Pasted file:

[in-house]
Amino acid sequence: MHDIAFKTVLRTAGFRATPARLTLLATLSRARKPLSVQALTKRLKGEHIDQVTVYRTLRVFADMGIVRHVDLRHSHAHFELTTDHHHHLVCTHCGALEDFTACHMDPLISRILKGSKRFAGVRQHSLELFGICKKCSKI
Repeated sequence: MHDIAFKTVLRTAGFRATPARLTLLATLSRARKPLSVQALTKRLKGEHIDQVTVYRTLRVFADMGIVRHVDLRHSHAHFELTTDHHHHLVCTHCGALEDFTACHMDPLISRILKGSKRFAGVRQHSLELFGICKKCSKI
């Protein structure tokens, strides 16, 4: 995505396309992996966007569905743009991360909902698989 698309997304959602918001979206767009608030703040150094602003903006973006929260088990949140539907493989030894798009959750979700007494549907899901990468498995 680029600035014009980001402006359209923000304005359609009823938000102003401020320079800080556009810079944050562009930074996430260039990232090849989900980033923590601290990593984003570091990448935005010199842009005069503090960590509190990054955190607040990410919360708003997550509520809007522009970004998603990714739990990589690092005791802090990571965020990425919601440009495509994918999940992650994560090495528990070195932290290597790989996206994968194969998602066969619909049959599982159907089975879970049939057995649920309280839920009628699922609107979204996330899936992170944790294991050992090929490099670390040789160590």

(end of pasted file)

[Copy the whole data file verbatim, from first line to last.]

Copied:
[in-house]
Amino acid sequence: MHDIAFKTVLRTAGFRATPARLTLLATLSRARKPLSVQALTKRLKGEHIDQVTVYRTLRVFADMGIVRHVDLRHSHAHFELTTDHHHHLVCTHCGALEDFTACHMDPLISRILKGSKRFAGVRQHSLELFGICKKCSKI
Repeated sequence: MHDIAFKTVLRTAGFRATPARLTLLATLSRARKPLSVQALTKRLKGEHIDQVTVYRTLRVFADMGIVRHVDLRHSHAHFELTTDHHHHLVCTHCGALEDFTACHMDPLISRILKGSKRFAGVRQHSLELFGICKKCSKI
């Protein structure tokens, strides 16, 4: 995505396309992996966007569905743009991360909902698989 698309997304959602918001979206767009608030703040150094602003903006973006929260088990949140539907493989030894798009959750979700007494549907899901990468498995 680029600035014009980001402006359209923000304005359609009823938000102003401020320079800080556009810079944050562009930074996430260039990232090849989900980033923590601290990593984003570091990448935005010199842009005069503090960590509190990054955190607040990410919360708003997550509520809007522009970004998603990714739990990589690092005791802090990571965020990425919601440009495509994918999940992650994560090495528990070195932290290597790989996206994968194969998602066969619909049959599982159907089975879970049939057995649920309280839920009628699922609107979204996330899936992170944790294991050992090929490099670390040789160590």